And here’s where I left it – as soon as it started holding its own. It stopped being as sticky but was still elastic and soft.
Having washed and wiped the mixing bowl, I greased it generously with the oil and placed the dough in it. Tossing it round a little until the dough was also well coated with the oil, I covered the bowl with a lid and wrapped it in a big towel. Placing it in a warm place for about an hour, I allowed the dough to rise to approximately double. This is before the rise…
I punched it down to deflate a little, kneaded it for a few seconds and then rolled it out into a rough, thick circle.
There’s no need for precision here. The only reason I did it was to be able to cut the dough into 8 (approximately) equal pieces. You can decide how you want to go about dividing the dough, as long as it is divided as equally as you can manage.
When you’re cutting it (with a sharp knife of course), you’ll notice how neatly you’re able to cut it and how easily each wedge will fall away from the whole. I’m not sure why but I think the fermented, airy, texture of the dough allows neat division!
Before shaping the pretzels, I made sure I had lined a 9×13 baking sheet with butter paper and greased it very lightly with oil. In fact, I rubbed some oil on the paper and then wiped the excess off with a paper towel.
To shape, I took each section and rolled it into a long rope (approximately 18″) – ideally the ends should be a little thinner than the middle section. Then, holding each end in one hand, I brought them inwards to form a circle with the middle half of the rope and twisted the loose ends together twice before settling them on the circle surface and pinching them a little to keep in place. I know that probably sounded like instructions in a foreign language but please bear with me. I’m hoping the photographs will help.
Rolling into a rope…
Circle, twist and pinch to seal…
If this doesn’t help, then maybe this diagramme from Martha Stewart will help. I don’t know why I didn’t think of this simpler method before…!
I placed them on the prepared baking sheet, a few centimetres away from each other because they rose a little bit more before boiling & baking…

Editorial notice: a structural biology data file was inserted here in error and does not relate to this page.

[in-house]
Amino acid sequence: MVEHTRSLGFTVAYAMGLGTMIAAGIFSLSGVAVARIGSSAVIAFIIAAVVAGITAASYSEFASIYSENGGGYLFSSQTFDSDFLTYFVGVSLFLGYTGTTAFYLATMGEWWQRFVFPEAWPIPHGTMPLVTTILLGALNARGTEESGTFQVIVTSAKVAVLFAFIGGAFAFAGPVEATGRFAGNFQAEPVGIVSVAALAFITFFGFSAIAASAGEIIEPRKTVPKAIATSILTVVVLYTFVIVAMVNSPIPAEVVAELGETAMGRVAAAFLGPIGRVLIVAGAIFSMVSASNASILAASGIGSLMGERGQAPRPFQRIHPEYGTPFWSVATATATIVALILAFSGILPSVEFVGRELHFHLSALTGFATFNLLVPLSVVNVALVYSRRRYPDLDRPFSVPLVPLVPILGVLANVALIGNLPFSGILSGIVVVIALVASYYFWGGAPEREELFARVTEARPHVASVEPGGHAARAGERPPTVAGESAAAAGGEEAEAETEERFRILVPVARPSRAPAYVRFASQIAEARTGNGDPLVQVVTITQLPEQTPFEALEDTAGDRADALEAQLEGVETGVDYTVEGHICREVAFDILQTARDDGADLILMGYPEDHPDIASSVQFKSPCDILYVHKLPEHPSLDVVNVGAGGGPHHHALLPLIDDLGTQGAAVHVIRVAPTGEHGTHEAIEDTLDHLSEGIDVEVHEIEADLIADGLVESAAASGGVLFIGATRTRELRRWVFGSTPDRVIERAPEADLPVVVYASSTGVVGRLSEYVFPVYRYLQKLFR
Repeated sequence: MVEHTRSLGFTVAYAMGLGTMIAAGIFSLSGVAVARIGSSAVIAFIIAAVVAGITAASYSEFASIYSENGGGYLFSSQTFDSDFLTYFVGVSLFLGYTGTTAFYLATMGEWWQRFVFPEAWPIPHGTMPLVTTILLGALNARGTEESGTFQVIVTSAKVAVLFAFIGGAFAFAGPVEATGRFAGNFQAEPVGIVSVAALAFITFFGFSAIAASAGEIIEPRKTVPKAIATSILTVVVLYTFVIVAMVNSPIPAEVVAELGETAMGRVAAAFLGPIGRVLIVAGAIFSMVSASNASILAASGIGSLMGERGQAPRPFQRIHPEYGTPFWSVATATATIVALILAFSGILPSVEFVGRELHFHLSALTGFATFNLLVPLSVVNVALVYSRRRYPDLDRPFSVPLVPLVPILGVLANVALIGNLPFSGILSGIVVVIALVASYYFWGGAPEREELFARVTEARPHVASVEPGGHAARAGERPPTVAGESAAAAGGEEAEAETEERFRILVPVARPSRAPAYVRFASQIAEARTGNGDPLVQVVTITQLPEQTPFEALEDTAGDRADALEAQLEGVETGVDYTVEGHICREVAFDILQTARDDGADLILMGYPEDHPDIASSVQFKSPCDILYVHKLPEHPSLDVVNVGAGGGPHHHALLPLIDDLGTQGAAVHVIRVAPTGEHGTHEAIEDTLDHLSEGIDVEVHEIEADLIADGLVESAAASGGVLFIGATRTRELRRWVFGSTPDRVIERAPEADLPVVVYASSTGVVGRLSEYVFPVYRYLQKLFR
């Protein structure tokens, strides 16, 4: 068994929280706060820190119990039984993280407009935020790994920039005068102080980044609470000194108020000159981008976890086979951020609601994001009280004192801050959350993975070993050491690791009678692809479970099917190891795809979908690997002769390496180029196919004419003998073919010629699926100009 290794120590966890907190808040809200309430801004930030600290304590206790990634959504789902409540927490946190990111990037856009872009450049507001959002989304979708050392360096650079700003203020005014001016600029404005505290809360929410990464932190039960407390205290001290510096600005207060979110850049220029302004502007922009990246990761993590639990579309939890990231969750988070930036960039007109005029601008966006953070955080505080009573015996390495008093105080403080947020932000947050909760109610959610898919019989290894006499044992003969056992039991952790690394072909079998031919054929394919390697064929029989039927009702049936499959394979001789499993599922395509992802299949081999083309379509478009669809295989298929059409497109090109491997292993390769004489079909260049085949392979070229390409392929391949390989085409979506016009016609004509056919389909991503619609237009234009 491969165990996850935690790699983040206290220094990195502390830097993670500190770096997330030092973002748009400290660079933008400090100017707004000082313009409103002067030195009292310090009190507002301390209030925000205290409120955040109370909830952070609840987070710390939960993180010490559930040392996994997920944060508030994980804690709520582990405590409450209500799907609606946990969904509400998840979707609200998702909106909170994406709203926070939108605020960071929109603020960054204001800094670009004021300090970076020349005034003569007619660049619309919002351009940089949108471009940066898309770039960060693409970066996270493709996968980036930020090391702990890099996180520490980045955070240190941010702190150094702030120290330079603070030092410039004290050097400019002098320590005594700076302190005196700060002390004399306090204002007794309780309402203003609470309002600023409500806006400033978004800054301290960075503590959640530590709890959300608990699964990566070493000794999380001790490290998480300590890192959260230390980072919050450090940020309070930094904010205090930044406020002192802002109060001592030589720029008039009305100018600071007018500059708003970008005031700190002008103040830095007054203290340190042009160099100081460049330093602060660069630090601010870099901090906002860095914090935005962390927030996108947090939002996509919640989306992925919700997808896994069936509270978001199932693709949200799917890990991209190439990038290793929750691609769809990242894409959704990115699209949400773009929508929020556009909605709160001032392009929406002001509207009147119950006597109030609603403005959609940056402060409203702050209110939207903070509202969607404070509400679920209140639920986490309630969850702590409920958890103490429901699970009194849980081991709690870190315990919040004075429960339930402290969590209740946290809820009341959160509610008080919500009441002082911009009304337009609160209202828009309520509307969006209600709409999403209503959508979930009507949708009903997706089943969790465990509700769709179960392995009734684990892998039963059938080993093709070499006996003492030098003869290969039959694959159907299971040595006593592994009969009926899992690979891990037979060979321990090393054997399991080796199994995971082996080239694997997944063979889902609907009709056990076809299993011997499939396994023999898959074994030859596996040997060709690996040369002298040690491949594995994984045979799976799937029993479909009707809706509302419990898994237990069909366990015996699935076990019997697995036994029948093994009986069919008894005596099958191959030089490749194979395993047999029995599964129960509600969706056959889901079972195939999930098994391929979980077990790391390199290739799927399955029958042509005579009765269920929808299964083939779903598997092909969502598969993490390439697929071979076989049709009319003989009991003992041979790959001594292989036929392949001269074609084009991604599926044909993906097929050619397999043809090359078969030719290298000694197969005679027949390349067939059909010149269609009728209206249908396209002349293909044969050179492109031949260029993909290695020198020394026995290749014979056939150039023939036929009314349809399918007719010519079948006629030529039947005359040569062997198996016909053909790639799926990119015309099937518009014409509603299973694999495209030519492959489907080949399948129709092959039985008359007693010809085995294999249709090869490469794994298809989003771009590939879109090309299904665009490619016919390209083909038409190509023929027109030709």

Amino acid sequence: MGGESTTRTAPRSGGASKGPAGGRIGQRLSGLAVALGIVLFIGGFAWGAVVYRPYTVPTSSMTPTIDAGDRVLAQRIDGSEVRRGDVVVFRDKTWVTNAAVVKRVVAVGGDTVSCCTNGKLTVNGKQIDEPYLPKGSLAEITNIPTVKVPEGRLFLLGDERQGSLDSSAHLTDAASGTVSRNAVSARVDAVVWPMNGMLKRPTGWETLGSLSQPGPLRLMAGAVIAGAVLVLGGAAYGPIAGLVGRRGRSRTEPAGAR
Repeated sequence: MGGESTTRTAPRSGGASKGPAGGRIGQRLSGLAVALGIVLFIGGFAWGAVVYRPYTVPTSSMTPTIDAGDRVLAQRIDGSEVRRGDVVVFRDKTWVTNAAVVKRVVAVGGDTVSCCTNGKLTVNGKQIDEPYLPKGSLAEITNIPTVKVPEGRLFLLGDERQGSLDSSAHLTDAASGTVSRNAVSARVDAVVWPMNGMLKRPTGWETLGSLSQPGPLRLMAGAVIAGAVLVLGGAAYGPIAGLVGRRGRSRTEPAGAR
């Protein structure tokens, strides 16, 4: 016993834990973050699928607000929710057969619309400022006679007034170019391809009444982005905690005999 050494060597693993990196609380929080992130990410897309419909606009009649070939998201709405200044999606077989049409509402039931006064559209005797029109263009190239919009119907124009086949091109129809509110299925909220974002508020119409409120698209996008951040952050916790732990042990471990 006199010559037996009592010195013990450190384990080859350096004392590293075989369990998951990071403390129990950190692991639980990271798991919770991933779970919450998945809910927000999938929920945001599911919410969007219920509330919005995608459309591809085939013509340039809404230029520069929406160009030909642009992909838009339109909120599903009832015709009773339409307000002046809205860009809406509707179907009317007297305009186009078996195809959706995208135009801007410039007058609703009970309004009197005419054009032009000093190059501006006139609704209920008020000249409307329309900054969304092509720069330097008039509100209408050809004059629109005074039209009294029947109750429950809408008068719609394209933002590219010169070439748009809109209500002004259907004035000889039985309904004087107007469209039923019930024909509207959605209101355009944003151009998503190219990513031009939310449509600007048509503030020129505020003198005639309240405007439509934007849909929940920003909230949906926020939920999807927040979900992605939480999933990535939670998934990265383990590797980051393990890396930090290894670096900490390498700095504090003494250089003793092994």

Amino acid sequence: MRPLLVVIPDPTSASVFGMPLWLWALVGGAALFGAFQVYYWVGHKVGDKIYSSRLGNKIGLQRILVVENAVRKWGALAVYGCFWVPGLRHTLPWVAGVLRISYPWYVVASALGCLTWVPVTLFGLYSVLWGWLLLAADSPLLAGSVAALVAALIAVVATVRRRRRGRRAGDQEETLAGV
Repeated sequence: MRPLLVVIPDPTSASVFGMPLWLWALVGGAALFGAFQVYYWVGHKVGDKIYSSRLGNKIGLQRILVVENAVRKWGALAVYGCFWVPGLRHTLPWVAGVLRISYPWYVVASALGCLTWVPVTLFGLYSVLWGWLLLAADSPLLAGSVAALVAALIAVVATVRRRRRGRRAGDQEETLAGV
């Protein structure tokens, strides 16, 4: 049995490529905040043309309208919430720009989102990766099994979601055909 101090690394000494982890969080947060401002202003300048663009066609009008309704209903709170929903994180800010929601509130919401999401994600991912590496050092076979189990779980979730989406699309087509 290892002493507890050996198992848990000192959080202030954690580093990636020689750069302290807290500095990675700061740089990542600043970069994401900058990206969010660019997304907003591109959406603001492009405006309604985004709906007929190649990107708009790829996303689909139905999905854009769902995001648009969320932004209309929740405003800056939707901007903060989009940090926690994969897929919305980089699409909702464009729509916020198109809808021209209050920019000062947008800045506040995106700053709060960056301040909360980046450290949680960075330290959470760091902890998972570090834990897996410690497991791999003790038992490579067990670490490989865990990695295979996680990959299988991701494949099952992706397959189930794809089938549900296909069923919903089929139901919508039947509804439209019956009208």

While twisting into shape one-by-one, I covered the ready pieces with a damp kitchen towel to avoid drying out (since my kitchen fan was running). But this was a bad idea because the damp made the bottoms slightly soggy and a few of the pretzels stuck a little bit to the paper. I had trouble lifting them up when I was ready to boil them. Next time, I would cover them with another piece of butter paper or foil, greased lightly – so that they don’t dry out but don’t stick either.
Also, the divided balls of dough were drying out a little and I had trouble rolling and shaping after the 3rd one. So I put the remaining dough balls back in the greased mixing bowl and kept it covered with the lid, retrieving them one at a time. Will probably make sure I do that right from the beginning next time.
Leaving the shaped pretzels (all 8 of them fit on 1 sheet) covered – to allow them to rise a little bit more for about 15 minutes – I placed a large shallow saucepan with about 2″ of water to on high heat until it came to a rolling boil. I also turned on the oven to pre-heat at 250 C. Next time I’ll turn on the oven before rolling and shaping because the pretzels took almost 40 minutes to bake whereas Deb’s took about12-15 minutes.
Once the water came to a boil, I added the baking soda, which made the water foam up very quickly.
Adding the remaining 2 tbsp sugar, I lowered the heat to a simmer.
Carefully lifting the pretzels, I lowered them into the water. I could have added 2-3 at a time and they wouldn’t have touched, but I had a bit of a struggle lifting them from the sheet so it was more like 1-2 at a time. I boiled/ poached them, turning once using a slotted spoon. Deb said to do 1 minute on each side, but with the panic that the sticking had created, I neglected the advice a little and didn’t boil them long enough. I suggest you make sure you do because that may have had something to do with the longer baking time as well.
After lifting them out of the water, I set them back on the baking tray – minus the paper but re-greased. Again, I think it wasn’t a great idea because the wet and soggy dough + greased tray caused them to stick a teeny bit while baking. Nothing major. I pried them off the tray and they didn’t burn at all but they did get slightly stuck and cause me some more momentary panic! Next time, when I lift them out of the water I think I’ll place them on a cooling rack to drain off for about 5 minutes.
Next, I beat the egg with 1 tbsp water…
Using a pastry brush, I brushed on the egg-wash on each of the pretzels…